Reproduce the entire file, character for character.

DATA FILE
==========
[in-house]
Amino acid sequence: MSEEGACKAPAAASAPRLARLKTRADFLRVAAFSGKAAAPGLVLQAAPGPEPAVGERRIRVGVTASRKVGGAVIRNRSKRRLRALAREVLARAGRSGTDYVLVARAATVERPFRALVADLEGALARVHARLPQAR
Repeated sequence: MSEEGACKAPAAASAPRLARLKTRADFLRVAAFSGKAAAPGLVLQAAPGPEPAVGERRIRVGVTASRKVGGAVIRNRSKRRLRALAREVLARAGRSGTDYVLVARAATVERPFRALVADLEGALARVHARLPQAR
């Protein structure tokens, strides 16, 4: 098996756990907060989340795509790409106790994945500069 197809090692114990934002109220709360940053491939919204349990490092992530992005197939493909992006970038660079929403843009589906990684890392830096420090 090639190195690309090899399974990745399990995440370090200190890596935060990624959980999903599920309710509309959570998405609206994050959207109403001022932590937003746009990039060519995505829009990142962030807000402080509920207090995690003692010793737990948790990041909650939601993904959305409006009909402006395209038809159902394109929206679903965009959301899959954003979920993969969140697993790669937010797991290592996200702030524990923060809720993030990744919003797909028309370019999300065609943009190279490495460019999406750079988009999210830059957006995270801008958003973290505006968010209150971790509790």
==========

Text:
[in-house]
Amino acid sequence: MSEEGACKAPAAASAPRLARLKTRADFLRVAAFSGKAAAPGLVLQAAPGPEPAVGERRIRVGVTASRKVGGAVIRNRSKRRLRALAREVLARAGRSGTDYVLVARAATVERPFRALVADLEGALARVHARLPQAR
Repeated sequence: MSEEGACKAPAAASAPRLARLKTRADFLRVAAFSGKAAAPGLVLQAAPGPEPAVGERRIRVGVTASRKVGGAVIRNRSKRRLRALAREVLARAGRSGTDYVLVARAATVERPFRALVADLEGALARVHARLPQAR
């Protein structure tokens, strides 16, 4: 098996756990907060989340795509790409106790994945500069 197809090692114990934002109220709360940053491939919204349990490092992530992005197939493909992006970038660079929403843009589906990684890392830096420090 090639190195690309090899399974990745399990995440370090200190890596935060990624959980999903599920309710509309959570998405609206994050959207109403001022932590937003746009990039060519995505829009990142962030807000402080509920207090995690003692010793737990948790990041909650939601993904959305409006009909402006395209038809159902394109929206679903965009959301899959954003979920993969969140697993790669937010797991290592996200702030524990923060809720993030990744919003797909028309370019999300065609943009190279490495460019999406750079988009999210830059957006995270801008958003973290505006968010209150971790509790």